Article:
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Moonlight 3: Video Player for NBC's Olympics

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Moonlight 3: Video Player for NBC's Olympics

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Moonlight, Mono's open source implementation of Silverlight, arrived with the latest updates and features from Silverlight 3 just in time for implementation at the NBC Olympics website.  The final testing finished not a minute too soon, with only 24 hours to spare before the first event.  After the first preview release earlier this month, Moonlight 3's second preview release includes features specifically geared toward viewing Olympic sporting events on the NBC website.

Thanks to the help of Microsoft's Silverlight team, Mono Project developers were able to run the test suites and accelerate the release of the second preview with all the video enhancements needed for the site.  Mono was also given early access to some of the technologies at nbcolypics.com in order to ensure compatibility.  The latest Moonlight 3 release now supports live streaming (a must-have for live sports broadcasting) and DVR-like functionalities.  Viewers can jump to any point in the event, even as it's streaming live.  Videos can be played back in slow motion or sped up.  The player also features Smooth Streaming, which will automatically adjust the quality of your video feed based on your bandwidth availability.  The features of the Moonlight 3 player give web audiences a much more customizable viewing experience than basic television, and many of the events are not shown live on certain television stations.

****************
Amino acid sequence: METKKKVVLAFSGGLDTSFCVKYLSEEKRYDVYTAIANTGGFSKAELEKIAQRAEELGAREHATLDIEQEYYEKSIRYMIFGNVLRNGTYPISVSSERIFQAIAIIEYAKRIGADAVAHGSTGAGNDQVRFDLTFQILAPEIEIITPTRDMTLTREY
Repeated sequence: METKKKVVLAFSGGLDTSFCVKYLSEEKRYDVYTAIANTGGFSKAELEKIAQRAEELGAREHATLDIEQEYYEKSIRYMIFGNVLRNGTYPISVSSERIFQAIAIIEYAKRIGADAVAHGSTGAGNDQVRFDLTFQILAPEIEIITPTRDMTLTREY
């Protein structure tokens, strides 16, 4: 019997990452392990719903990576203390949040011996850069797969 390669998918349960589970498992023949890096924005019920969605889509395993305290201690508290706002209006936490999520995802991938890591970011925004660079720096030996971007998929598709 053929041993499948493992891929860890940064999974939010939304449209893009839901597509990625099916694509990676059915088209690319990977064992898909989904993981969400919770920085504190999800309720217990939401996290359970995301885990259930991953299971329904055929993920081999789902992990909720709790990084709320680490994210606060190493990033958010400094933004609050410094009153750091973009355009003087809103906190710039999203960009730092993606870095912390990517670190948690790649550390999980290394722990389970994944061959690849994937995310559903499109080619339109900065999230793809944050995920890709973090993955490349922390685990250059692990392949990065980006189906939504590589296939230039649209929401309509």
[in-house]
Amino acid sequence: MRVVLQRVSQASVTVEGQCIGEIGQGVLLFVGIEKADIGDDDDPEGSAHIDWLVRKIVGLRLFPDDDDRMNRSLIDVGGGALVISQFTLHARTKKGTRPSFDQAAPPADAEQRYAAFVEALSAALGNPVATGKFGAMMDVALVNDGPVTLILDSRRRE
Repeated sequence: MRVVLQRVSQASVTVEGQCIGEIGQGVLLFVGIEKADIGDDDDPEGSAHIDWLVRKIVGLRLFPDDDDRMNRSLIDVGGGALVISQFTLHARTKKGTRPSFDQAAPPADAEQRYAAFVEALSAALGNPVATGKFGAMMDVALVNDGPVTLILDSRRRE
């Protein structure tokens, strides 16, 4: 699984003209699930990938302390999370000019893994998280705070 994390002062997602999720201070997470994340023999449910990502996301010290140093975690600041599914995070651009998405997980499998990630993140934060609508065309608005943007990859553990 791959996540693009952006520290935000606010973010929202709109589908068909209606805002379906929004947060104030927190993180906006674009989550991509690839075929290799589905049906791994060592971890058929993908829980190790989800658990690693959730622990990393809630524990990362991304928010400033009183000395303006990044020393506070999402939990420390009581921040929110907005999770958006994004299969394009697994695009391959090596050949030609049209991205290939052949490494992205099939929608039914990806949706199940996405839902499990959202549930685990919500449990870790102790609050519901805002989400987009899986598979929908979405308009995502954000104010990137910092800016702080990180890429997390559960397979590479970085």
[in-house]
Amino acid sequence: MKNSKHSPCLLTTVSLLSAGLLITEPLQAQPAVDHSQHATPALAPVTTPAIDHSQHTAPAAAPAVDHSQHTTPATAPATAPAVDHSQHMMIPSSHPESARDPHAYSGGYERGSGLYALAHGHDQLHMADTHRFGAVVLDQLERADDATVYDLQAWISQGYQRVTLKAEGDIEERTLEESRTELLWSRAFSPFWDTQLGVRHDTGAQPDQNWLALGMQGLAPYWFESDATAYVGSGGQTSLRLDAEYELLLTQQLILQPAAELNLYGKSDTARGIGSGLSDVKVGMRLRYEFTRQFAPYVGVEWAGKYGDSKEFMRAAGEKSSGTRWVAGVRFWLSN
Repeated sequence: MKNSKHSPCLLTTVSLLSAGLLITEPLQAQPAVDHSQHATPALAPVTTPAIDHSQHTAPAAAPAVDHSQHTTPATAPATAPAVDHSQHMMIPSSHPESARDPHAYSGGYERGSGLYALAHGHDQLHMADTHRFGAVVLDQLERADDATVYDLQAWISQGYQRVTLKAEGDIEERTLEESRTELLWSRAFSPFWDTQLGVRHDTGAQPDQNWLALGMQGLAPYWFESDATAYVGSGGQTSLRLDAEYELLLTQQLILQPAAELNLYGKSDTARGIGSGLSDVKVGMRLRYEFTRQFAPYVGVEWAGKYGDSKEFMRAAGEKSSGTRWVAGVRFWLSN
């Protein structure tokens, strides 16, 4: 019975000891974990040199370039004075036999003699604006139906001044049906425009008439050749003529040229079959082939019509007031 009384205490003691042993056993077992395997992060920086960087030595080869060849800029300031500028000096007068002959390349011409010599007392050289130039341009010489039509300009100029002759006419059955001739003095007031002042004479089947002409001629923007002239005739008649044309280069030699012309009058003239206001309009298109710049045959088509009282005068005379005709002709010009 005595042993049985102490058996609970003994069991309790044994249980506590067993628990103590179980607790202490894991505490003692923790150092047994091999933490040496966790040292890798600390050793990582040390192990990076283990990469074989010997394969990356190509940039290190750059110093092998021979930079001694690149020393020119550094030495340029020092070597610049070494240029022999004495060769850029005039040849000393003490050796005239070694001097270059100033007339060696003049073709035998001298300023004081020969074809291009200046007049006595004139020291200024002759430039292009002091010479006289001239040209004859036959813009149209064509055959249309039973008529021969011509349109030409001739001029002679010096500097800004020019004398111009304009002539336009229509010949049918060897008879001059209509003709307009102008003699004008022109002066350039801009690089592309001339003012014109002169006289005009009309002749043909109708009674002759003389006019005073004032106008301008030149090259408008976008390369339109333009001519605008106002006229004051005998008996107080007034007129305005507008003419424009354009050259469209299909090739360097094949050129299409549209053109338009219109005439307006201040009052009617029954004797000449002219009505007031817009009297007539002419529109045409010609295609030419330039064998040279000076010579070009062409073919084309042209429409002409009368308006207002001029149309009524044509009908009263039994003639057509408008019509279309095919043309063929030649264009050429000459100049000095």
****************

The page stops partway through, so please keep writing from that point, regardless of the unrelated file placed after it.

Being a preview version, there are still some known bugs including start-up issues in which some plugins register as Moonlight.  A few minor functionalities in the UI also have issues.  The olympics player uses Effects heavily, so performance is also an issue at times.  Users can disable effects by including "effects=no" in the MOONLIGHT_OVERRIDES environment.  Here's the script for disabling effects in Firefox:

 $ MOONLIGHT_OVERRIDES=effects=no firefox

Moonlight developers say that Firefox 3.7 alpha runs the code better than 3.5.  Unfortunately, Chrome will not support the video player since their NPAPI implementation still deadlocks with the way Moonlight uses it.

Winter Olympics sites have given several lesser-known open source technologies a spotlight in the mainstream media.  JavaFX is another example - its technology was chosen for building a slick metal visualization application at the official Olympics website.  Moonlight is mostly licensed under the GNU LGPL 2 license, except for the Microsoft Silverlight Controls and Unit Test Framework, which is under the MS-PL licence.

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